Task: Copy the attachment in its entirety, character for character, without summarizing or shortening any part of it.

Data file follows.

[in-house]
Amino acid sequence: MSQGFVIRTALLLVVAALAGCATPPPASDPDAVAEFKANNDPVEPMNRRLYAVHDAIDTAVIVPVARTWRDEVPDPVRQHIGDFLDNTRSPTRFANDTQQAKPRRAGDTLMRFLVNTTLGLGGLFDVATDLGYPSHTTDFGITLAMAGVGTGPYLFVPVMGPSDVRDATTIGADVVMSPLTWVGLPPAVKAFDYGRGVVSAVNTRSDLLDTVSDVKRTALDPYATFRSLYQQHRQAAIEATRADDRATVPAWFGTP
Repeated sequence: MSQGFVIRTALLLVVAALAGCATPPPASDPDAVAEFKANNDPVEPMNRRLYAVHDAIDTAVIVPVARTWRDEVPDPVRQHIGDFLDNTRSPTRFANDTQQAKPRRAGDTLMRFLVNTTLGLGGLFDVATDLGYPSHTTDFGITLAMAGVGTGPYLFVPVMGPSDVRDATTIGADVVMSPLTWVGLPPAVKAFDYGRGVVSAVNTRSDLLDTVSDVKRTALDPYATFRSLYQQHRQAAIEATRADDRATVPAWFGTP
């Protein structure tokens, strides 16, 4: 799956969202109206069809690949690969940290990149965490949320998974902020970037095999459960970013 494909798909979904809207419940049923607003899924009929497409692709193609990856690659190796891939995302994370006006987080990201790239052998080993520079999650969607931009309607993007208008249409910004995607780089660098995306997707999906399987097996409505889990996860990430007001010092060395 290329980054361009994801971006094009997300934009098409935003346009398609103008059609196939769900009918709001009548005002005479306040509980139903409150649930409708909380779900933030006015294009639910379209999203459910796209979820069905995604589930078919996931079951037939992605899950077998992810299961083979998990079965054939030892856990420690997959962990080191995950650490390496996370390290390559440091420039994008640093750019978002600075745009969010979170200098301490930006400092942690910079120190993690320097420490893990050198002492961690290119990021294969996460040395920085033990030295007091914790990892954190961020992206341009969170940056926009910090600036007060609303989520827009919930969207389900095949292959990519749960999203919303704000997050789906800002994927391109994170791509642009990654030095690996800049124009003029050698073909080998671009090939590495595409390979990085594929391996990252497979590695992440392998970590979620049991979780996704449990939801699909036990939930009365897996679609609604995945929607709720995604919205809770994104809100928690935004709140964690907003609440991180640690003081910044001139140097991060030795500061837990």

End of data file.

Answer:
[in-house]
Amino acid sequence: MSQGFVIRTALLLVVAALAGCATPPPASDPDAVAEFKANNDPVEPMNRRLYAVHDAIDTAVIVPVARTWRDEVPDPVRQHIGDFLDNTRSPTRFANDTQQAKPRRAGDTLMRFLVNTTLGLGGLFDVATDLGYPSHTTDFGITLAMAGVGTGPYLFVPVMGPSDVRDATTIGADVVMSPLTWVGLPPAVKAFDYGRGVVSAVNTRSDLLDTVSDVKRTALDPYATFRSLYQQHRQAAIEATRADDRATVPAWFGTP
Repeated sequence: MSQGFVIRTALLLVVAALAGCATPPPASDPDAVAEFKANNDPVEPMNRRLYAVHDAIDTAVIVPVARTWRDEVPDPVRQHIGDFLDNTRSPTRFANDTQQAKPRRAGDTLMRFLVNTTLGLGGLFDVATDLGYPSHTTDFGITLAMAGVGTGPYLFVPVMGPSDVRDATTIGADVVMSPLTWVGLPPAVKAFDYGRGVVSAVNTRSDLLDTVSDVKRTALDPYATFRSLYQQHRQAAIEATRADDRATVPAWFGTP
């Protein structure tokens, strides 16, 4: 799956969202109206069809690949690969940290990149965490949320998974902020970037095999459960970013 494909798909979904809207419940049923607003899924009929497409692709193609990856690659190796891939995302994370006006987080990201790239052998080993520079999650969607931009309607993007208008249409910004995607780089660098995306997707999906399987097996409505889990996860990430007001010092060395 290329980054361009994801971006094009997300934009098409935003346009398609103008059609196939769900009918709001009548005002005479306040509980139903409150649930409708909380779900933030006015294009639910379209999203459910796209979820069905995604589930078919996931079951037939992605899950077998992810299961083979998990079965054939030892856990420690997959962990080191995950650490390496996370390290390559440091420039994008640093750019978002600075745009969010979170200098301490930006400092942690910079120190993690320097420490893990050198002492961690290119990021294969996460040395920085033990030295007091914790990892954190961020992206341009969170940056926009910090600036007060609303989520827009919930969207389900095949292959990519749960999203919303704000997050789906800002994927391109994170791509642009990654030095690996800049124009003029050698073909080998671009090939590495595409390979990085594929391996990252497979590695992440392998970590979620049991979780996704449990939801699909036990939930009365897996679609609604995945929607709720995604919205809770994104809100928690935004709140964690907003609440991180640690003081910044001139140097991060030795500061837990």